Have you ever seen the movie “Something to Talk About” with Julia Roberts and Dennis Quaid? It’s set in the South, and one part of the movie has always stuck out of me. (But apparently it didn’t stick out for the thousands of YouTubers out there as I couldn’t find a clip, but I found this one, and it pretty much sums up the entire movie!)
The scene: a group of Southern Ladies are sitting in a room having their Junior League meeting and discussing the annual cookbook fundraiser.
- (Junior League President) On to the business of our centennial cookbook. Wee want it to be our best… so I’ll ask our committee chairman to bring us up to date.
- (Committee chairwoman) Deadline for recipe submissions is the second. Think about substituting vegetable shortening wherever it says lard. I say this because Nell McGee’s husband is recovering from heart surgery. Lucy’s going to take over for me until after the Grand Prix. That’s it.
- (Committee member)-Names
- (another committee member)-Right
- (Committee chairwoman) The committee thinks that… Well, we’ve looked at a lot of other cookbooks. We’ve always been listed with our married names under the recipes. Frankly, the practice of excluding our first names looks outdated. So, I think we should list our names: First, middle and last. That’s all.
- (Edna) I’ve always thought the way it was looked quaint.
- (Edna’s friend) It doesn’t look quaint Edna, it looks antiquated.
- (Edna’s other friend) What about tradition? If my name isn’t there as Mrs. Frankin J. Caldwell III… then how the hell is anybody gonna know who I am? Barbaranelle Caldwell, who’s that?
It cracked me up, because there are some traditions that took longer to break, down here in the South, than others. Even my mom mentioned the other day that when she was first married, she signed Mrs. John Doe, instead of Mrs. Jane Doe. So even in my life time, it was not uncommon for that practice!
I always assumed when I got married, I would take my husbands name, it’s just what is done.
Then life happened.
I became a single mother and enrolled my kid in school. And realized that life was so much easier having the same last name. And I have worked very hard for my last name. I’ve been in the same industry for almost 20 years, everyone knows me by my last name. There is no way I want to change that – nor have a different last name than my son.
I mentioned at a lunch meeting the other day, that should I get married, at this point, I’d keep my last name. I’d consider the hyphen, but that would just be to compromise. I’d want to keep my name professionally.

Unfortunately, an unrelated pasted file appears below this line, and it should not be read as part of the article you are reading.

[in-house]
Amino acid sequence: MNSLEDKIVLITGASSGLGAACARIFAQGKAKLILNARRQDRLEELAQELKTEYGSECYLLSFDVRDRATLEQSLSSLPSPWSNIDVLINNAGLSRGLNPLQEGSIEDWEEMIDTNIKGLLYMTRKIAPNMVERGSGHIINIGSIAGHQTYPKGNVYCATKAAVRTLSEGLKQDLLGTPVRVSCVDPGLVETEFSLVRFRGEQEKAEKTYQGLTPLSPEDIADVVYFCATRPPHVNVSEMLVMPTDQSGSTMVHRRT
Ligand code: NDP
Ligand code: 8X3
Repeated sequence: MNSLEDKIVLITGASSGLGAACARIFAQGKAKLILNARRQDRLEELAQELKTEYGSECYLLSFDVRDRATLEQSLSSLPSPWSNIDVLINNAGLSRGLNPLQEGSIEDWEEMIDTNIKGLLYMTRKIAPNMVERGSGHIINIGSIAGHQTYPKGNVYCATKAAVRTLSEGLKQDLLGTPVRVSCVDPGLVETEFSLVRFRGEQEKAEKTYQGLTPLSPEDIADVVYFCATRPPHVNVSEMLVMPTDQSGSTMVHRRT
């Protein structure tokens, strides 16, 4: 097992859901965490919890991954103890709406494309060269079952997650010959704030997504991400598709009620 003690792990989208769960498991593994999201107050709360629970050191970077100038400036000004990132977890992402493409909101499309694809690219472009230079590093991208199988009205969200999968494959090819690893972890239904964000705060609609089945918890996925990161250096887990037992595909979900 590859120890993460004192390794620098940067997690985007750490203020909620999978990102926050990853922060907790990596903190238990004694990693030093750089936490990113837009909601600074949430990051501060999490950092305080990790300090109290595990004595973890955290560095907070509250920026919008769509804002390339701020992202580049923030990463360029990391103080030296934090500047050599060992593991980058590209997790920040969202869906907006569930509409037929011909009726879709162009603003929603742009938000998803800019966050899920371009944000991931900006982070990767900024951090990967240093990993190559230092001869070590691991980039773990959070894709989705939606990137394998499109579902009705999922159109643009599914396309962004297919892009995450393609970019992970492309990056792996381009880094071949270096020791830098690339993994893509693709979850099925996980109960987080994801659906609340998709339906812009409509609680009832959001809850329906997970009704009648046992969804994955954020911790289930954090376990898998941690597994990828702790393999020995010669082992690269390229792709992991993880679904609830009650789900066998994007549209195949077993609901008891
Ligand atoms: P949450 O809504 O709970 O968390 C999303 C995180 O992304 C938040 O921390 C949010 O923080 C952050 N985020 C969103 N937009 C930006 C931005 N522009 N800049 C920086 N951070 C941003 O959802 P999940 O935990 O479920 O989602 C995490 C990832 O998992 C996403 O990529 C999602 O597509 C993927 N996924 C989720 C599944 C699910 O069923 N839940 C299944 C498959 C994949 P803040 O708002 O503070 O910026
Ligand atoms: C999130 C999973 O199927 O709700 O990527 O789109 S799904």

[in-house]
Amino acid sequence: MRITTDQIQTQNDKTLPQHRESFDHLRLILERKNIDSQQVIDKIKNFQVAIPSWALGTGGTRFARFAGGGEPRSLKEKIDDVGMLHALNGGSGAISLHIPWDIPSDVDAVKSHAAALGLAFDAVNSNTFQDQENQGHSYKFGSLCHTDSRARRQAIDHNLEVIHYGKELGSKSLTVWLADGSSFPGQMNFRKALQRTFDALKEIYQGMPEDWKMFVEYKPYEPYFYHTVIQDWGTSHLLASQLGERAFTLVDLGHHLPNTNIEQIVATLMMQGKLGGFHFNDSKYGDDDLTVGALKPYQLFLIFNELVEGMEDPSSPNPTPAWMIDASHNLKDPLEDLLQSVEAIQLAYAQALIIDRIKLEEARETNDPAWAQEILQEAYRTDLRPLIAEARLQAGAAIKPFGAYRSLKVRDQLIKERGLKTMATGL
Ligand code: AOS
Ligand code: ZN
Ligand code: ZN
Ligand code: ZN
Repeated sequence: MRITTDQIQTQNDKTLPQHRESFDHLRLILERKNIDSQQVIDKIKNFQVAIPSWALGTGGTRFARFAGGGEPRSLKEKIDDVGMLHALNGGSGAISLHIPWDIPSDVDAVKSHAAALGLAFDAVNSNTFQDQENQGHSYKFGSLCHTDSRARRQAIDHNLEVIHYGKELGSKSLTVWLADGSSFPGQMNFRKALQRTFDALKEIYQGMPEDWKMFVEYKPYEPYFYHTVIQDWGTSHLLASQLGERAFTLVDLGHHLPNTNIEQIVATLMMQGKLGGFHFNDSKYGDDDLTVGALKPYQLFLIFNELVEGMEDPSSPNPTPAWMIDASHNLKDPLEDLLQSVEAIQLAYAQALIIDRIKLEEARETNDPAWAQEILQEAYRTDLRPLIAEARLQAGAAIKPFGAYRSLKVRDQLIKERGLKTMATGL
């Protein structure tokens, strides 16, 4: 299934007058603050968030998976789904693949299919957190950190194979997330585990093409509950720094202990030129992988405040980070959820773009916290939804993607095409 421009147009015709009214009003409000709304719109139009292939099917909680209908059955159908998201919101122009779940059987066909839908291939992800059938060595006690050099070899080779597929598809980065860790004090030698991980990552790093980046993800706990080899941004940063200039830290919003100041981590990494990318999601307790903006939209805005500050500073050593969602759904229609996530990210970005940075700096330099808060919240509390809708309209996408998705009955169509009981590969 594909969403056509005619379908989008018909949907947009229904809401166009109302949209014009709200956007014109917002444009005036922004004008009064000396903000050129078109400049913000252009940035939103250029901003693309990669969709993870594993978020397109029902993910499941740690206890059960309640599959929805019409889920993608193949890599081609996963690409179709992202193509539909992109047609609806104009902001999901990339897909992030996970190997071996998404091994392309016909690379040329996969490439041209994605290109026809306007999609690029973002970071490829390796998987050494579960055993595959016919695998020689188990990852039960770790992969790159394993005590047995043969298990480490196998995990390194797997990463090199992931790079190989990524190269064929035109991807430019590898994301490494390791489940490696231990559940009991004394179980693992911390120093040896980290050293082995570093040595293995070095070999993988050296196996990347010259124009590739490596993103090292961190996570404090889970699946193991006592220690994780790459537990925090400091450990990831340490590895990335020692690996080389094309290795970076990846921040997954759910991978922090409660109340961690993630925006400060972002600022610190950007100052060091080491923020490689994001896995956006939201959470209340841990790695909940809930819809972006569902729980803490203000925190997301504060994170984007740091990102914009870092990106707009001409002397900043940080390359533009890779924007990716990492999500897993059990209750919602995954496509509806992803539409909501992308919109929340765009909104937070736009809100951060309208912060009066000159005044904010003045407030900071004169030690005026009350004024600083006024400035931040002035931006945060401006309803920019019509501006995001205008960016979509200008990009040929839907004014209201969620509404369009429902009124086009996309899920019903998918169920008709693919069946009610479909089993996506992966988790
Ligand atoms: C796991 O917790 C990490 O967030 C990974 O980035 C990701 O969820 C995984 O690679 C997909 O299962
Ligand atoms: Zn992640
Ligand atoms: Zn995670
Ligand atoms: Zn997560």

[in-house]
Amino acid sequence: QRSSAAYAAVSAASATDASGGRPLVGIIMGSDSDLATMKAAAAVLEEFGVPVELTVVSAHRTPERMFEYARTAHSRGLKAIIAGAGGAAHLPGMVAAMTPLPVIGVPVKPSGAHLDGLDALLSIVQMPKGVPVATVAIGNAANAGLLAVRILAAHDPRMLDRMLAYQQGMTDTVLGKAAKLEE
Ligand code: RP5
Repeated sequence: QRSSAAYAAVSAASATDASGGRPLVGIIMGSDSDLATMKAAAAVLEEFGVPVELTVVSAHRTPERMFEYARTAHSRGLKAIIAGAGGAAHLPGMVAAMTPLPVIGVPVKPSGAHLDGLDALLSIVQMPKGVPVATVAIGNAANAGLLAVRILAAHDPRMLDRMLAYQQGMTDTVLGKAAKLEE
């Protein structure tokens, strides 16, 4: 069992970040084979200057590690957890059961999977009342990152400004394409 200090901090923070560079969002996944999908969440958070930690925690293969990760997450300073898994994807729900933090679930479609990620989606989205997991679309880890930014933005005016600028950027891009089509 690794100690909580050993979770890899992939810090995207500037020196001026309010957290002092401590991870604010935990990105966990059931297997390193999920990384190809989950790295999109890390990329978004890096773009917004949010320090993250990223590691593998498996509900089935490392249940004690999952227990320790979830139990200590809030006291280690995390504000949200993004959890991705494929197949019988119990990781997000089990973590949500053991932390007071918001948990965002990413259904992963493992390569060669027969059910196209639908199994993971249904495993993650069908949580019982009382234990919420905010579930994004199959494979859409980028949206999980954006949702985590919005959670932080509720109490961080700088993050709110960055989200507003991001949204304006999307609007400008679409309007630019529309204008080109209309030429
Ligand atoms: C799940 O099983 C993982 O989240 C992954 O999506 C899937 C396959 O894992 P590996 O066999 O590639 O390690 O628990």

Imagine my surprise when he immediately said “I couldn’t marry someone that wouldn’t take my name.”
Really? Like for real?
That was interesting, and he is a younger guy, a new generation, I assumed he would be more progressive than that.
Which led me to a conversation with a good friend, and we were discussing marriage, as he’s in a committed relationship, but isn’t looking to get married – but his girlfriend is! I brought up my lunch conversation from a few days prior, and darned if he didn’t immediately have the same reaction!
He could totally see why I’d keep my last name on the professional side. And he understood wanting to save the hassle and having the same last name as Mr. T. But he, too, couldn’t marry someone who wouldn’t take his name.
So, I brought up the hyphen.
To which a visceral response happened! He said that he didn’t know why, and he couldn’t control it, but the moment he saw a woman with a hyphenated last name, his first thought was “b$t@#”.
He couldn’t explain it, it was just his automatic response.
So, I asked, but then would you be willing to adopt Mr. T? Because that has to be a valid reason, and he said “Of course, in a heart beat a kid like him I’d adopt.”
Okay, so that’s totally where I expected the hurdle to be, but adoption was a non-issue.
The not-changing-my-name, however, was a deal breaker.
Now, before you shake your head and think I’ve lost my mind, I recognize that some of my issues are really non-issues at this point. Mr. T is older, and so having the same last name for school and medical reasons doesn’t really apply anymore, but when he was younger, it was pretty legitimate!
I just love those moments when you get an insight into the other side of a thought! I had been so sure of my path until those two conversations – and now, well now I get to rethink!